Because location, type, extent of infarcted lesions can affect the results of rehabilitation, we classified the infarcted lesions according to the Chaudhuri classification and by their locations. Regarding the relationship between functional recovery and the location and the extent of cerebral infarction, it is known that patients whose brain lesions are located in the brainstem rather than the cerebral hemispheres or in a cerebral subcortical area rather than a cerebral cortical area, or only in a restricted area, such as the putamen or thalamus, among the cerebral subcortical areas, show better results [23,24,25,26,27]. The results are shown in Tables 3 and 4. According to the Chaudhuri classification, group IV or V (deep infarct or combination of deep infarct and large superficial infarct) lesions were more prevalent in the Af group than the non-Af group. In the non-Af group, group II (small superficial infarct involving one cerebral lobe) lesions were detected more frequently. However, there was no statistically significant difference in the type or extent of brain lesions between the groups according to the Chaudhuri classification. Comparing the locations in both groups, there were more basal ganglia infarctions in the Af group, but the difference was not significant (p=0.087). In other areas of the brain, there was no statistically significant difference in the distribution of infarcted lesions between the groups. In the Af group, there were more brain lesions located in the brainstem and basal ganglia (including the putamen) that are known to show better results in rehabilitation compared with the non-Af group. However, the functional recovery results after rehabilitation were better in the non-Af group, seemingly contrary to the supposedly unfavorable brain lesions. Thus, location, type, and extent of infarcted lesions did not seem to affect rehabilitation outcomes in this study.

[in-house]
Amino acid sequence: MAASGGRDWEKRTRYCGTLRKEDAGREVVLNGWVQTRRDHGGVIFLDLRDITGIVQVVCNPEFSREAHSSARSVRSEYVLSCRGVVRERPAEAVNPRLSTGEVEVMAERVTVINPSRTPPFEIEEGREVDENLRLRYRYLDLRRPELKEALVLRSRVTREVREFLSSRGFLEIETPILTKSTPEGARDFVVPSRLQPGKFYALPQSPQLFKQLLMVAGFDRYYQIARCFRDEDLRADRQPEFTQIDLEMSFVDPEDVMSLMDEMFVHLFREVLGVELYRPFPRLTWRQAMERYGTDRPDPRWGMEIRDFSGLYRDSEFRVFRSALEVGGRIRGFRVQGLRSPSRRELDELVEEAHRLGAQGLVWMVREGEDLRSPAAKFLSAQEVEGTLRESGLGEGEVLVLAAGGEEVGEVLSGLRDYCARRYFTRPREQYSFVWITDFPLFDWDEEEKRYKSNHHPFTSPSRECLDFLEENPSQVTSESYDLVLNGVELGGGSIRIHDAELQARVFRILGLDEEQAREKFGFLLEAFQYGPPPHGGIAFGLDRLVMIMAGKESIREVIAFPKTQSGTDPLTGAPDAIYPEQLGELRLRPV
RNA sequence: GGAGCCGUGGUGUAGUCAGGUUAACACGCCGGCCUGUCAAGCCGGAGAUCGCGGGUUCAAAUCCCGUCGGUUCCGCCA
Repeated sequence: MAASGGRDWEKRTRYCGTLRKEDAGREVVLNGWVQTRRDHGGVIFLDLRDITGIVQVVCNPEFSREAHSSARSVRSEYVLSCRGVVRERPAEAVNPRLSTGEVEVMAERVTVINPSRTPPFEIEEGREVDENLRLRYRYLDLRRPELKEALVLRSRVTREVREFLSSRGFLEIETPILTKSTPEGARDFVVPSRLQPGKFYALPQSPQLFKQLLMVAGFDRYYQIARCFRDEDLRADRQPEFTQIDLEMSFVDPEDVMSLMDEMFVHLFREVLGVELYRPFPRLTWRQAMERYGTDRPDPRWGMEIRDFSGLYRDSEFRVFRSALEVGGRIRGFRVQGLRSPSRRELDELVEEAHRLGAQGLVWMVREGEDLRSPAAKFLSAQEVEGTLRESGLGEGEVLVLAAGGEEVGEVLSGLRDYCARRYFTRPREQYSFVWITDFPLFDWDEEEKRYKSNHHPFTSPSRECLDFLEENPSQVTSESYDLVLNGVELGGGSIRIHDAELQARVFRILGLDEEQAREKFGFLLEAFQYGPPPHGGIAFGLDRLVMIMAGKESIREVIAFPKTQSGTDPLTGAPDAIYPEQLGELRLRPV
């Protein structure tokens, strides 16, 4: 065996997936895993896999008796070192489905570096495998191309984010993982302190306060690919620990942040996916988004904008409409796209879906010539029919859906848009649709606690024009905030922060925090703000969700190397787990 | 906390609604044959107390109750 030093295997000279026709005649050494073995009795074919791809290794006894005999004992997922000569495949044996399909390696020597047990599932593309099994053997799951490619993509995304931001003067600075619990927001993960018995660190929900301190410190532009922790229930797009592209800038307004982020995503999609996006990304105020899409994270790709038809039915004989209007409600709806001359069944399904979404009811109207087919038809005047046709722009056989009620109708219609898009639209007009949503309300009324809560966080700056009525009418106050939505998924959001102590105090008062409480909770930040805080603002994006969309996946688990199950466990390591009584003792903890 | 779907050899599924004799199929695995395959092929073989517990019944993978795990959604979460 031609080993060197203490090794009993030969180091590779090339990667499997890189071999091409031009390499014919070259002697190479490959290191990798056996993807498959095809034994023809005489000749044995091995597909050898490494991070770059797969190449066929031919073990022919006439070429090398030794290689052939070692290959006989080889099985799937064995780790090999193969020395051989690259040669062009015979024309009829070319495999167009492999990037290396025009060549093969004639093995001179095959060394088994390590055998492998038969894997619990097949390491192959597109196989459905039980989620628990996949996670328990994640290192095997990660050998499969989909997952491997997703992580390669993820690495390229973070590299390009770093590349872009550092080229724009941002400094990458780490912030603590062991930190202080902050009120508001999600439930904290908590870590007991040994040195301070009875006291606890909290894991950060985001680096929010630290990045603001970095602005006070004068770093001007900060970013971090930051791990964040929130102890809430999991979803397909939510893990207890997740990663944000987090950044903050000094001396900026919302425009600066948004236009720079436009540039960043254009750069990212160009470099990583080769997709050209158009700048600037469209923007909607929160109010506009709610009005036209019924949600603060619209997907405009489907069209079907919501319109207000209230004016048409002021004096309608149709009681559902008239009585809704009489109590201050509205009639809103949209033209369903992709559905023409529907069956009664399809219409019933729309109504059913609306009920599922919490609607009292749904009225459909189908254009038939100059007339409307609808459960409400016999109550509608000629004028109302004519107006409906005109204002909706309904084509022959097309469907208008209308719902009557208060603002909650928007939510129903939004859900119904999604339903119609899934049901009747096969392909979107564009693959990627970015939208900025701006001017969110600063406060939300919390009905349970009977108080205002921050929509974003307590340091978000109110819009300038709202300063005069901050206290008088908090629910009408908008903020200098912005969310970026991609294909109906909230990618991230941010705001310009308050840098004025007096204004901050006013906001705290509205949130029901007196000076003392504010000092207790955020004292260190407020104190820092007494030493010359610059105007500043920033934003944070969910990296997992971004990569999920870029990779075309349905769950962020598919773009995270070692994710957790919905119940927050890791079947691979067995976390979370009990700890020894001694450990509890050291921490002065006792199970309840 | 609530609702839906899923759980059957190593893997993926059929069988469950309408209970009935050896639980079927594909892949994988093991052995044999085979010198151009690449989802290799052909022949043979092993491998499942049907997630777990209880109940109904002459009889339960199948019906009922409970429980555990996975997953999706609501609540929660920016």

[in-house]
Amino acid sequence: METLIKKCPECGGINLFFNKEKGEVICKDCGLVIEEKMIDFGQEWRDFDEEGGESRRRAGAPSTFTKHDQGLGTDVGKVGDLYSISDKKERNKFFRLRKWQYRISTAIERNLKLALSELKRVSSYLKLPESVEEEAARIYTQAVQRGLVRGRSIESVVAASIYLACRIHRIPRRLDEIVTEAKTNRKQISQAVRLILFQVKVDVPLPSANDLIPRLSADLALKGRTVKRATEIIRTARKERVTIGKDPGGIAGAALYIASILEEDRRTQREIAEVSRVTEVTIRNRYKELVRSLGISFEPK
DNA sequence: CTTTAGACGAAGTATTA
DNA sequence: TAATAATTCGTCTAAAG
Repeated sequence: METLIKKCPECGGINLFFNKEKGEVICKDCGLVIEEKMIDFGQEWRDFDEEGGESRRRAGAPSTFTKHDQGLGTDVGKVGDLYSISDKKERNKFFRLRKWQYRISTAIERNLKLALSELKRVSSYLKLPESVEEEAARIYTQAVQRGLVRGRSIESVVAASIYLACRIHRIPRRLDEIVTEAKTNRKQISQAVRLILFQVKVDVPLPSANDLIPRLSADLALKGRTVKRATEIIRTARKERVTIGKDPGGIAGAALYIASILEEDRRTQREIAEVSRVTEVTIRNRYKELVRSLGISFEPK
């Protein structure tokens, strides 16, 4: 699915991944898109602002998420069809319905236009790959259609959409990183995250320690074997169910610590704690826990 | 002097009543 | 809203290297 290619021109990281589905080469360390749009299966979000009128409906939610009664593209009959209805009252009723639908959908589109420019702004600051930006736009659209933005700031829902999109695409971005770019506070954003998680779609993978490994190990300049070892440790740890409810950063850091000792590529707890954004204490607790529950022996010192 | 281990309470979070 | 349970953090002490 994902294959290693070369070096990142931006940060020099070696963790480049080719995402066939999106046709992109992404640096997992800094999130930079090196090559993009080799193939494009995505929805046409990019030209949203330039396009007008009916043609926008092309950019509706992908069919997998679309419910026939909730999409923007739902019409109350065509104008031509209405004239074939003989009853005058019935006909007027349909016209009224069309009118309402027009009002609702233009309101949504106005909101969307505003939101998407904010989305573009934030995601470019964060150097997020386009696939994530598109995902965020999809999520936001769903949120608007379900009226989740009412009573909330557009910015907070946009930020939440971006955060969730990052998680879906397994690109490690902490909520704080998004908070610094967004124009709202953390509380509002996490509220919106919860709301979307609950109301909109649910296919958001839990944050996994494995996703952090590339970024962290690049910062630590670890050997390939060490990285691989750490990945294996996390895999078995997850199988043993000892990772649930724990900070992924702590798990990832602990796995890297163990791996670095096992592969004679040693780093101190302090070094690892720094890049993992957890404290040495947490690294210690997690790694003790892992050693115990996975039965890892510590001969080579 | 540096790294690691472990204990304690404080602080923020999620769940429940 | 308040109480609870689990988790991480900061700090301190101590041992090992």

Functional improvement assessment

Patients with atrial fibrillation had significantly lower FIM, MBI, and PULSES scores at the time of admission to the Department of Rehabilitation Medicine (62.4±21.0 vs. 76.6±21.2, p=0.010; 53.4±19.7 vs. 66.8±23.8, p=0.024; and 15±1.3 vs. 11±2.2, p=0.035, respectively) (Table 5). Patients with atrial fibrillation also had significantly lower FIM, MBI, and PULSES scores after completion of the rehabilitation program (67.8±20.9 vs. 85.2±21.4, p=0.002; 57.9±9.2 vs. 72.9±24.0, p=0.012; and 13.8±1.4 vs. 8.5±2.8, p=0.017, respectively) (Table 5). Patients with atrial fibrillation also had significantly lower increases in FIM, MBI, and PULSES scores, obtained by subtracting the scores after the rehabilitation program from those before the program (5.4±2.4 vs. 8.7±4.1, p=0.001; 4.5±2.7 vs. 6.0±3.7, p=0.048; and 1.2±0.5 vs. 2.5±1.2, p=0.001, respectively) (Table 5). In the multiple linear regression analysis, atrial fibrillation correlated with a decrease of 11.34 in the FIM score at the time of discharge (B=-11.34, SE(B)=3.87, p=0.002), of 10.81 in the MBI score at the time of discharge (B=-10.81, SE(B)=4.02, p=0.012), and of 2.47 in the PULSES score at the time of discharge (B=-2.47, SE(B)=0.85, p=0.017). The effect of atrial fibrillation on the FIM score at the time of discharge was further reduced if the FIM score at the time of admission was included in the analysis. However, it still showed a statistically significant difference (B=-6.51, SE(B)=2.12, p=0.012). The MBI scores also showed that the difference between atrial fibrillation and the MBI scores at the time of discharge was reduced further if the MBI scores at the time of admission were included in the analysis, but it too still showed a significant correlation (B=-5.21, SE(B)=2.56, p=0.035). The PULSES scores also showed that the difference between atrial fibrillation and the PULSES scores at the time of discharge was reduced further if the PULSES scores at the time of admission was included in the analysis, but it too still showed a significant correlation (B=-1.05, SE(B)=0.56, p=0.041).